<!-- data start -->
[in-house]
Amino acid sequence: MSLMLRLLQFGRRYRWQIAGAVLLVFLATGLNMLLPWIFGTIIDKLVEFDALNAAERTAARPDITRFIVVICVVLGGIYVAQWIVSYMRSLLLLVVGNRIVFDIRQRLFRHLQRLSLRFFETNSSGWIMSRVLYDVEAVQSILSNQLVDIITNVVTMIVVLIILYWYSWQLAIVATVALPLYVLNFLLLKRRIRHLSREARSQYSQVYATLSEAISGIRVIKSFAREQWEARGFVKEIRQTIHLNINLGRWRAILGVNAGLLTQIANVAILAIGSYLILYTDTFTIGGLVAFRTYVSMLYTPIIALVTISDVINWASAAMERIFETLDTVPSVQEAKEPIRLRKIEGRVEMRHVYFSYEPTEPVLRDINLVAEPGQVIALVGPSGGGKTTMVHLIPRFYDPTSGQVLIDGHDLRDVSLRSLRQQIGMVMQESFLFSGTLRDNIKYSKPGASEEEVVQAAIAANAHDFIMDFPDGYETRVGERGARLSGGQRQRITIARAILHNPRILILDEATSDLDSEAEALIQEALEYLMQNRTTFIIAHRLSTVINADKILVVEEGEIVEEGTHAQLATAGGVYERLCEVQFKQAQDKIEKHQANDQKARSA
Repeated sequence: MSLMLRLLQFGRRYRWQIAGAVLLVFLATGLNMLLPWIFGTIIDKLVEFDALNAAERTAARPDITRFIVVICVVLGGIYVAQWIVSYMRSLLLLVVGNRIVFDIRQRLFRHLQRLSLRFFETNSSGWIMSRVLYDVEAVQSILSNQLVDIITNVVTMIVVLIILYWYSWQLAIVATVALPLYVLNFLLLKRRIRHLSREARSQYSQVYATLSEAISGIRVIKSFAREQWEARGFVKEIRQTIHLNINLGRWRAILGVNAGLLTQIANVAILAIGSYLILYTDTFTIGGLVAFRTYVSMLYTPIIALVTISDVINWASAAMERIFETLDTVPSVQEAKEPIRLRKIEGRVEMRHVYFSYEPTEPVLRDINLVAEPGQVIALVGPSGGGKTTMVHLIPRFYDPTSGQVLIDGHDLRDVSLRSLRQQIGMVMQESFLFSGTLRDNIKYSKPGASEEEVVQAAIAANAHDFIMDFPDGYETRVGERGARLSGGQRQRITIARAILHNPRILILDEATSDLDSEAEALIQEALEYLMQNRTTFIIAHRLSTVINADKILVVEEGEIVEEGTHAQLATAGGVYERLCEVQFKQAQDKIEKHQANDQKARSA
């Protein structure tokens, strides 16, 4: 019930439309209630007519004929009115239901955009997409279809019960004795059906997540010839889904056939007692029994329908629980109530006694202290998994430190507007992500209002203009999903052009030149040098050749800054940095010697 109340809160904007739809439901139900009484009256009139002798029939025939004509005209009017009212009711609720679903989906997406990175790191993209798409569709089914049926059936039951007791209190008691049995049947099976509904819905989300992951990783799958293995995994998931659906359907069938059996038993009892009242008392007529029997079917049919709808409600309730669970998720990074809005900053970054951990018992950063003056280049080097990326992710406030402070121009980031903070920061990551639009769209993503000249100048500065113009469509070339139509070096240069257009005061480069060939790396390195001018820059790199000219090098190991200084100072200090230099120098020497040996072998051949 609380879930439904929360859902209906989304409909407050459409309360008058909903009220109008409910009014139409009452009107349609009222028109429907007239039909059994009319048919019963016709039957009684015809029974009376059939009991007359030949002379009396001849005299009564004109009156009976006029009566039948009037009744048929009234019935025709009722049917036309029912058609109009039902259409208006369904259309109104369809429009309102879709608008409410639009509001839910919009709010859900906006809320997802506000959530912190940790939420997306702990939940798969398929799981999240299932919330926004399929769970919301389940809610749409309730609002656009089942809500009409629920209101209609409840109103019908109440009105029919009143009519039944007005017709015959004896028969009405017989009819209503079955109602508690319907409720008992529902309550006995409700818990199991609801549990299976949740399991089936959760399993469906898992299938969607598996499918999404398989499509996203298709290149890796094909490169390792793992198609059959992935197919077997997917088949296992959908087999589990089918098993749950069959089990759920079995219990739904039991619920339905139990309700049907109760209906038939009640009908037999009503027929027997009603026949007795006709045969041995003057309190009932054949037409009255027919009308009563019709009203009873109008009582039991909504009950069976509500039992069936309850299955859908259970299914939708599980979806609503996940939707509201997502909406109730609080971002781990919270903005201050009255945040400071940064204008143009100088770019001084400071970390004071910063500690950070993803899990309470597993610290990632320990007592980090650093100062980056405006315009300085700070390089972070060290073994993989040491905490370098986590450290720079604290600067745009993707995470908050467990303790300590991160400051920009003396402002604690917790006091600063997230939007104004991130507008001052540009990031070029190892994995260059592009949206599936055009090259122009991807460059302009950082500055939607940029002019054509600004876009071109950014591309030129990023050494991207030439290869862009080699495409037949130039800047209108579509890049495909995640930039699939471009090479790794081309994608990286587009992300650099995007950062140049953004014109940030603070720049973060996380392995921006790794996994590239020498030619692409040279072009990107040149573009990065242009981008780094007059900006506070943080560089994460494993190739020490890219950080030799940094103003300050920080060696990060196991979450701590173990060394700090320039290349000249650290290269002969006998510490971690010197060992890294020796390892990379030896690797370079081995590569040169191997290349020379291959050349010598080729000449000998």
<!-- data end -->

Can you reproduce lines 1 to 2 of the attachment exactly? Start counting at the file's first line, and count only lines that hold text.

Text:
[in-house]
Amino acid sequence: MSLMLRLLQFGRRYRWQIAGAVLLVFLATGLNMLLPWIFGTIIDKLVEFDALNAAERTAARPDITRFIVVICVVLGGIYVAQWIVSYMRSLLLLVVGNRIVFDIRQRLFRHLQRLSLRFFETNSSGWIMSRVLYDVEAVQSILSNQLVDIITNVVTMIVVLIILYWYSWQLAIVATVALPLYVLNFLLLKRRIRHLSREARSQYSQVYATLSEAISGIRVIKSFAREQWEARGFVKEIRQTIHLNINLGRWRAILGVNAGLLTQIANVAILAIGSYLILYTDTFTIGGLVAFRTYVSMLYTPIIALVTISDVINWASAAMERIFETLDTVPSVQEAKEPIRLRKIEGRVEMRHVYFSYEPTEPVLRDINLVAEPGQVIALVGPSGGGKTTMVHLIPRFYDPTSGQVLIDGHDLRDVSLRSLRQQIGMVMQESFLFSGTLRDNIKYSKPGASEEEVVQAAIAANAHDFIMDFPDGYETRVGERGARLSGGQRQRITIARAILHNPRILILDEATSDLDSEAEALIQEALEYLMQNRTTFIIAHRLSTVINADKILVVEEGEIVEEGTHAQLATAGGVYERLCEVQFKQAQDKIEKHQANDQKARSA